On the Hunt - The only raptor that plunges into the water (sometimes entirely submerging itself), the osprey can often be seen hovering up to 100 feet in the air as it searches for food. Once it has spotted prey, the hunter makes a steep dive at up to 80 mph before hitting the water feet first so that, with luck, it can grab the fish with its talons; typically, one out of every four dives is successful. The bird then flies off with its catch oriented headfirst for ideal aerodynamics.
Back from the Brink - Because DDT and other insecticides resulted in thin-shelled, easily broken or infertile eggs, osprey populations declined drastically in the 1950s and ’60s. Since these chemicals were banned in the ’70s, the birds have moved from the “endangered” to the “protected” species list.
Built to Last - Both sexes collect nesting materials—sticks, plus smaller items like moss and grass—though the female typically arranges the structure herself. You’ll spy the nests high in trees or atop man-made features like utility and lighting poles. Sometimes, municipalities and organizations construct artificial platforms for the birds. For example, the John’s Island Conservancy and Berkeley Electric Cooperative put up one at Legare Farms and another at Mullet Hall.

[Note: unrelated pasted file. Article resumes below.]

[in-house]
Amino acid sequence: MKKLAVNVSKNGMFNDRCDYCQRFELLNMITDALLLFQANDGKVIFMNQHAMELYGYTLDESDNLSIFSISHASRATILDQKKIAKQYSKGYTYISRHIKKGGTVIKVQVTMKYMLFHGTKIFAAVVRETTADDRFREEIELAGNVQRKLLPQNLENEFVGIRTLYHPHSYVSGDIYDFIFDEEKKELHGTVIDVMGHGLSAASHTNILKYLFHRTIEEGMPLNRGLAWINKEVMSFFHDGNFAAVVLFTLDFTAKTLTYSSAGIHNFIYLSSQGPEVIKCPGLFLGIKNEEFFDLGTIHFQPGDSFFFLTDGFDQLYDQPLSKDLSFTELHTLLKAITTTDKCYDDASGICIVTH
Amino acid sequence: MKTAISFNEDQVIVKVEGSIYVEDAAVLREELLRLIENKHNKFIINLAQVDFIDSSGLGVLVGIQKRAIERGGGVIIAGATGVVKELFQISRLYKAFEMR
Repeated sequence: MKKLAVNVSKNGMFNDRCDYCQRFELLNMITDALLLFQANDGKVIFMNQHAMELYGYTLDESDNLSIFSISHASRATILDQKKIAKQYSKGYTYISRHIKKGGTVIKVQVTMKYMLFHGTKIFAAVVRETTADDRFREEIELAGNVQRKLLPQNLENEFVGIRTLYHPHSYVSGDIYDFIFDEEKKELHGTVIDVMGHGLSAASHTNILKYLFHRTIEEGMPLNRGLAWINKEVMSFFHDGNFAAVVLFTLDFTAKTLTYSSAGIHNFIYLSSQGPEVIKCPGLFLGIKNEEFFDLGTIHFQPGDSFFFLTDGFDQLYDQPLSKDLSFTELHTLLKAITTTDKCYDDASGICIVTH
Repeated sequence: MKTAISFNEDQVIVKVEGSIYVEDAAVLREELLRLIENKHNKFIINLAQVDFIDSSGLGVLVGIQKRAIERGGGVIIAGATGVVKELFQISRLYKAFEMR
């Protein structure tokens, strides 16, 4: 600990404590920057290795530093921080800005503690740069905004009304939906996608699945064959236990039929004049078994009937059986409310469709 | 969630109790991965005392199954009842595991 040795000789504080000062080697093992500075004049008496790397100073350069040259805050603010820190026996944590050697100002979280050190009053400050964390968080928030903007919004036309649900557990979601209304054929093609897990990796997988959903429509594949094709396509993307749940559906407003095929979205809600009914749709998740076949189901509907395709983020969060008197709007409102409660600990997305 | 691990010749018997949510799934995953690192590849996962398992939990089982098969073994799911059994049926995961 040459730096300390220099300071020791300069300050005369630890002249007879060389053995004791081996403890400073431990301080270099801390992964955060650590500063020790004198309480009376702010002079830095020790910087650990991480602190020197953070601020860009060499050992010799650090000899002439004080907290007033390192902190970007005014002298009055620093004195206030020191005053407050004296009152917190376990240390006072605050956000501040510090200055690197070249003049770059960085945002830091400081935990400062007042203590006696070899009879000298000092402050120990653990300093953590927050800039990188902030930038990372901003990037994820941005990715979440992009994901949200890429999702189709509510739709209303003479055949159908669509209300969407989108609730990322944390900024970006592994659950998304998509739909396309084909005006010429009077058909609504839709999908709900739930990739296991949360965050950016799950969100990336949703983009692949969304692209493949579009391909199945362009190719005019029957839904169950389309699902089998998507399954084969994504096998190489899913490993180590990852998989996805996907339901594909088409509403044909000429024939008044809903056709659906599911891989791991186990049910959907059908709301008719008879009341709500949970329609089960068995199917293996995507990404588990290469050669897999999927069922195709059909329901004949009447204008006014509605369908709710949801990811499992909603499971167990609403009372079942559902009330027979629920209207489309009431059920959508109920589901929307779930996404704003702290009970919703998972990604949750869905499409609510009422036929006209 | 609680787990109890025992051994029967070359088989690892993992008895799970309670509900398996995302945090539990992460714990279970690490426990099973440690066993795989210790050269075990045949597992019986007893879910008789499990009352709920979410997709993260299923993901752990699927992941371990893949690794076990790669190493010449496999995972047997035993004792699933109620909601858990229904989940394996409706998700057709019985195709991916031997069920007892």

Big Bird - This impressive creature is often confused with its larger relation, the eagle, because of its similar white and brown markings and tremendous size. The adult osprey’s body can reach nearly two feet and its wingspan five-and-a-half feet.
Family Life - Ospreys often mate for life (they’ve been known to grow as old as 25 in the wild), and a pair frequently returns to the same nest year after year to breed in the spring. A female lays two to four cream-colored eggs with brownish blotches that hatch after five to six weeks. While the male hunts for the family, she remains at the nest to look after the young until they fledge.